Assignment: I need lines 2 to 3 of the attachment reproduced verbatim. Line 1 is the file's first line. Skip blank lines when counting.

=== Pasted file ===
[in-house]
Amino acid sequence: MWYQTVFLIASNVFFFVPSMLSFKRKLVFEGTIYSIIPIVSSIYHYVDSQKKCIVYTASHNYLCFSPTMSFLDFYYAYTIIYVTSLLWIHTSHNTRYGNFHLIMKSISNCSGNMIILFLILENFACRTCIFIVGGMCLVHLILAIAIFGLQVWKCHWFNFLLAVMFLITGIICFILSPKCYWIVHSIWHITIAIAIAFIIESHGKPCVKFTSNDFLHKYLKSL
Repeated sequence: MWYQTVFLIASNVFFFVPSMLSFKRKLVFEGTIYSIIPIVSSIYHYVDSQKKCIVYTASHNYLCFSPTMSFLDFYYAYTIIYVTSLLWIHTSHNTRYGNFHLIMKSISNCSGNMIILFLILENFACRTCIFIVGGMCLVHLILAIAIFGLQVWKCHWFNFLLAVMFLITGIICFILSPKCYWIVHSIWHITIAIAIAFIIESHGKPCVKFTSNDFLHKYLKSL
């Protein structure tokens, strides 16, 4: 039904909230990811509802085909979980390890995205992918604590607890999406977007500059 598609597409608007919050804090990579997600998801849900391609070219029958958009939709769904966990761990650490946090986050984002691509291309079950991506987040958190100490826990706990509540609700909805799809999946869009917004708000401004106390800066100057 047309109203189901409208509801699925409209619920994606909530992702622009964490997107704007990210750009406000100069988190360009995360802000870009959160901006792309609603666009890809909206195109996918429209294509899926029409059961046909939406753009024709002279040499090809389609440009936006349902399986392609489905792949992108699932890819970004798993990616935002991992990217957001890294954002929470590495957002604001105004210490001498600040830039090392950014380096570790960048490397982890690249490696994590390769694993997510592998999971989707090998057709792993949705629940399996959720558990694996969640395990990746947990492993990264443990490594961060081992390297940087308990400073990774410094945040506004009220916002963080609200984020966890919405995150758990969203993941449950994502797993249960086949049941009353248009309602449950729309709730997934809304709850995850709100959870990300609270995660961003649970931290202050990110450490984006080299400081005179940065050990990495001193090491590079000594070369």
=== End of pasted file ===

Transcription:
Amino acid sequence: MWYQTVFLIASNVFFFVPSMLSFKRKLVFEGTIYSIIPIVSSIYHYVDSQKKCIVYTASHNYLCFSPTMSFLDFYYAYTIIYVTSLLWIHTSHNTRYGNFHLIMKSISNCSGNMIILFLILENFACRTCIFIVGGMCLVHLILAIAIFGLQVWKCHWFNFLLAVMFLITGIICFILSPKCYWIVHSIWHITIAIAIAFIIESHGKPCVKFTSNDFLHKYLKSL
Repeated sequence: MWYQTVFLIASNVFFFVPSMLSFKRKLVFEGTIYSIIPIVSSIYHYVDSQKKCIVYTASHNYLCFSPTMSFLDFYYAYTIIYVTSLLWIHTSHNTRYGNFHLIMKSISNCSGNMIILFLILENFACRTCIFIVGGMCLVHLILAIAIFGLQVWKCHWFNFLLAVMFLITGIICFILSPKCYWIVHSIWHITIAIAIAFIIESHGKPCVKFTSNDFLHKYLKSL